This cold weather is making me think very wistfully of last November when I spent 12 days in Malaysia and Singapore. It was HOT there!
Two of us from the Butterfly Center went to Penang, Malaysia, to attend the biannual conference of the “International Association of Butterfly Exhibitors and Suppliers” (IABES) – which is, as the name suggests, an organization of live butterfly exhibits from around the world, as well as the businesses that supply us with butterflies. The Cockrell Butterfly Center has been an IABES member since 199?, and I currently serve on the board. Economic hard times meant fewer attendees in 2009 than were at the 2007 meeting in Ecuador; however, there were representatives from about 25 organizations. It is truly an international group, with participants from North America, South America, Europe, Africa, and Asia.
Having the chance to share ideas and problems with our international counterparts at these meetings is a big draw, but so is the opportunity to see a new part of the world. I had never been to Malaysia and was eager to learn more about it.
In case your geography is shaky, Malaysia is in Southeast Asia, south of Thailand and north of Indonesia. Peninsula Malaysia is separated from Malaysian Borneo by the South China Sea. Penang is a large island off the northwest coast of Malaysia – its main city is Georgetown. Since parts of Malaysia were under British rule from the late 1700s until 1957, English is widely spoken, and most signs use the Roman alphabet (or Latin alphabet), which made it easy to get around. While primarily Moslem, Malaysia is very multicultural and tolerant of many religions – in Penang we encountered mosques, Christian churches, Buddhist, Hindu and Taoist temples, all within a block or two of one another. Racially speaking, the native Malays are basically Indonesians, but other large ethnic groups include Chinese and Hindus (i.e., people from India).
Things I didn’t expect – how modern and industrial Penang was (and we didn’t get to Kuala Lumpur, which is even more modern). There are lots of cars and lots of motorcycles. There are also many interesting colonial buildings in the city center – and as mentioned, places of worship of almost any religion you’d care to name. There are also fun street markets with exotic fruit and vegetables and lots of seafood and weird things like black-skinned chickens.
I love to eat and to try new things – and eating seemed to be a national pastime. Every morning our host took us to a different warren of “hawker” stalls, small open-air places serving their own specialty, whether spicy noodles or soup, Chinese style roast pork or duck, Indian food, or even pizza, hamburgers or French toast. Most of our breakfasts consisted of noodles in a more or less spicy broth with a variety of toppings (including cubes of congealed chicken blood, the only thing that I didn’t particularly relish). One day we went for dim sum (yummy Chinese dumplings, chicken and duck feet in sauce). For dinner, we hit the hawker stalls again, or a Chinese restaurant, and a couple of times tried the “Steamboat” arenas which seem to be very popular with the locals. The “Steamboat” is a big pot of steaming hot broth in the center of the table, into which you put your selection of meats, seafood, and vegetables, pulling them out as they are cooked.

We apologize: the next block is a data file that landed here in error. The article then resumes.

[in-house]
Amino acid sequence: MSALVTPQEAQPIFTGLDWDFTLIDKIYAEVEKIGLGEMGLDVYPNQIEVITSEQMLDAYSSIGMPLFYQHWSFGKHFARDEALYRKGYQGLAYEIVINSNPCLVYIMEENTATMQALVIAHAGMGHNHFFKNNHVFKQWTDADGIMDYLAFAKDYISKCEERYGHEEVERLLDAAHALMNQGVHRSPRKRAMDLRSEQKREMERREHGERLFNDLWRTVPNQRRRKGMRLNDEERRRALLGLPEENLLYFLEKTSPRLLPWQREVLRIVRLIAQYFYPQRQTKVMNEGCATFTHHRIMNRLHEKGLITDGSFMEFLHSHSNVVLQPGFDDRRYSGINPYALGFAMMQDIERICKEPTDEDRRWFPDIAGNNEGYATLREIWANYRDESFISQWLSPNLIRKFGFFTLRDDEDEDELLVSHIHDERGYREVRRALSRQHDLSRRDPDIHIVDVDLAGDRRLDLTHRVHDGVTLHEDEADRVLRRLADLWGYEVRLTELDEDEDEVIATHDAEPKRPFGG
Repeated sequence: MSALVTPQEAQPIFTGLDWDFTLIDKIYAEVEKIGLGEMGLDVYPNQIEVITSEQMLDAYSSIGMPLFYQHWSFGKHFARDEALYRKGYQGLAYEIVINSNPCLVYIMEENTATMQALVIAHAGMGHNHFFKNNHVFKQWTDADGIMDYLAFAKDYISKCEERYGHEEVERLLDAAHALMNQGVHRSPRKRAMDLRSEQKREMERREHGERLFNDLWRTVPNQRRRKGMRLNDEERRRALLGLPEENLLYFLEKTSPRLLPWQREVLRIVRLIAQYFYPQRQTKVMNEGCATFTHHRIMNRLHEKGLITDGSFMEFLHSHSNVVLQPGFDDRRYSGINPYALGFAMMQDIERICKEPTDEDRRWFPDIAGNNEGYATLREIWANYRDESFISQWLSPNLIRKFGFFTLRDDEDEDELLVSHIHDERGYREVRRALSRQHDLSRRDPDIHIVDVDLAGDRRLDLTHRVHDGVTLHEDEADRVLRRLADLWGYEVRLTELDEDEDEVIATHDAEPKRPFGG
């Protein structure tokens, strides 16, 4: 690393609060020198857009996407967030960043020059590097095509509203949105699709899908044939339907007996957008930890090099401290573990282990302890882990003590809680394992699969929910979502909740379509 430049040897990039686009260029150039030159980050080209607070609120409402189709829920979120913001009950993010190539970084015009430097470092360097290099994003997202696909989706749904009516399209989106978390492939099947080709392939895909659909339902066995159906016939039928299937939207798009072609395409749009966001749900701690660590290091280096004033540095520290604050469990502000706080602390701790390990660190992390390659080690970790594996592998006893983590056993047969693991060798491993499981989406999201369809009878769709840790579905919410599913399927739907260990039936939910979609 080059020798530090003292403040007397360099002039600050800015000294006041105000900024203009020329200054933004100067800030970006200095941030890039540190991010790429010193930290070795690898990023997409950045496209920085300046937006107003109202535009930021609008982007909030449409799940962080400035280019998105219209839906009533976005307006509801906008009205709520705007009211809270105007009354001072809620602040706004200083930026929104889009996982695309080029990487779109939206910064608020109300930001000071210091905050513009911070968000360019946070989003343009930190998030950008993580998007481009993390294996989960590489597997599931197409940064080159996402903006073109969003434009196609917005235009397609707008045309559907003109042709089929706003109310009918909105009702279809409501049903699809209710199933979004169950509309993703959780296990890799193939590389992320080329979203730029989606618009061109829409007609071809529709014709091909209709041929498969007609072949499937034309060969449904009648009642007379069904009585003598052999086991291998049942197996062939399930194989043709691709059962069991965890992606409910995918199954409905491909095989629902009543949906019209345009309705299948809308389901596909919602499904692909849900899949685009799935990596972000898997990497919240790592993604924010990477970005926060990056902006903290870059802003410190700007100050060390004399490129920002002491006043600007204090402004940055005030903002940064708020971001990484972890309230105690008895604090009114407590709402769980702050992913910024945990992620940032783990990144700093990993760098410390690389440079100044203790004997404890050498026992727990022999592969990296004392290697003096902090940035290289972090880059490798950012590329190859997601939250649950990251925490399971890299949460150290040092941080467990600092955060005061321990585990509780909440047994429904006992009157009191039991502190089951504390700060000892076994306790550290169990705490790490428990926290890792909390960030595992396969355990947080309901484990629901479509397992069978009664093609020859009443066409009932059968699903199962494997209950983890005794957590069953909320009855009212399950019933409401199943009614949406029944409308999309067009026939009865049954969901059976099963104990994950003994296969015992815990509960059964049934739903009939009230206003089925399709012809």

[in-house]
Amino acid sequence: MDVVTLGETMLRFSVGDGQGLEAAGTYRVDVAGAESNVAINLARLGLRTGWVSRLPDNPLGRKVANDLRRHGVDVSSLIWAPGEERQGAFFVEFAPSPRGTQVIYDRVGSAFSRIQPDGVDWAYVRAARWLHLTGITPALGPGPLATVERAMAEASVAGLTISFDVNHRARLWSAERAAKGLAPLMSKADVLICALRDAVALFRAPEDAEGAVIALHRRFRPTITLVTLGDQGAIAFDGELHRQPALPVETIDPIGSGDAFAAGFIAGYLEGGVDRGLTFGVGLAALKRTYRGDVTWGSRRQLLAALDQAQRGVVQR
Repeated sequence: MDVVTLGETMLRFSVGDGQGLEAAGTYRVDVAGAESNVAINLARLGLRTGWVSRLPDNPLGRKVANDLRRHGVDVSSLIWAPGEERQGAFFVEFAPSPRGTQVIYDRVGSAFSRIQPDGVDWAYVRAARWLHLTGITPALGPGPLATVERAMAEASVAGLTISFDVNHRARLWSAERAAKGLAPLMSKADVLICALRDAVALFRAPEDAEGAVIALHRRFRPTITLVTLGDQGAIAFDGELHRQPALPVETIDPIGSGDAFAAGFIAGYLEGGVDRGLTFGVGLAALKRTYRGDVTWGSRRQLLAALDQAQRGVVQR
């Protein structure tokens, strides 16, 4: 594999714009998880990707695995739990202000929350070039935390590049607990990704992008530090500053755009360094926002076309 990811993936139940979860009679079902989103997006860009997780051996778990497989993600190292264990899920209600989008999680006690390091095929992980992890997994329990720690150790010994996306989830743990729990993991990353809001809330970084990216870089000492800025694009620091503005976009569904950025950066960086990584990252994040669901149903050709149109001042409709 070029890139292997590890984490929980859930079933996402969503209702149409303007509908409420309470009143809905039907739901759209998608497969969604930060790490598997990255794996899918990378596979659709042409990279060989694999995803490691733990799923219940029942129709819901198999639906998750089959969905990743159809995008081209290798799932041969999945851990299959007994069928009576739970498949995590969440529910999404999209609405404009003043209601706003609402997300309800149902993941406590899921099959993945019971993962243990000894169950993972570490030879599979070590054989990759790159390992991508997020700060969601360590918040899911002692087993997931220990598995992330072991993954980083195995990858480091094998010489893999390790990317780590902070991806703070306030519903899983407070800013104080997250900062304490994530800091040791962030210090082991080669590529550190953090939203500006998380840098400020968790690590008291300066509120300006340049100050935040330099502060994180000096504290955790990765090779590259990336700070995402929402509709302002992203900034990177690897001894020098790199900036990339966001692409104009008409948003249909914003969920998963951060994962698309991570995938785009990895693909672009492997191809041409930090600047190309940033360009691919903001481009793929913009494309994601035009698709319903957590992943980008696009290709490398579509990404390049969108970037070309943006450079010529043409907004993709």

We snacked on a number of exotic fruits sold on street corners and in markets. Jackfruit (related to mulberries and figs) is shaped like a huge green knobby oblong sort of ball. Inside, large chunks of yellow or orangish flesh, which is sweet and tastes sort of like a combination of banana and pineapple (or maybe those tropical banana-pineapple lifesavers), are packed into white, inedible flesh. Not bad, but I found it cloying after a couple of pieces.
I preferred rambutan, a weird-looking fruit resembling reddish sea urchins that is closely related to litches. The pearl-colored, eyeball-sized and shaped fruit inside the rind is sweet and tart, and surrounds a good-sized seed.
And then, of course, there is durian, infamous fruit of the Asian tropics. Durians are not quite as big as jackfruits (and not related), perhaps up to a foot long and almost as wide, and are covered with large spines. You have to cut them open to get to the delicacy inside. It’s definitely an acquired taste – the sweet (to me, overly sweet) whitish flesh has a penetrating smell that has been variously described as rotting meat, or feces, or … you get the picture. The locals love this fruit – and it is not cheap. Apparently it is also a favorite food of orangutans. However, perhaps catering to delicate North American and European noses, many Malaysian hotels forbid guests from eating durian in their rooms!
Far and away my favorite of all tropical fruits is the mangosteen. Despite the name they are not anything like mangos. Mangosteens are very hard to find in the New World (I saw them in Panama once), and can only be found “in season” in their native Southeast Asia. From the outside they look sort of like a purple persimmon. But breaking open the thick purple rind you find what looks like the segments of a white tangerine inside. Delicious!!! I’m not sure how I’d describe the taste – sort of a cross between strawberries and pineapple but milder. Just the right combination of sweet and tart and juicy. Mmmm! My mouth is watering just thinking about them. Too bad it will mean another trip to Southeast Asia before I get to enjoy them again :- (
I seem to have gotten sidetracked by the edible side of Malaysia. In my next blog I’ll talk a bit more about the natural history, and about the fabulous city of Singapore!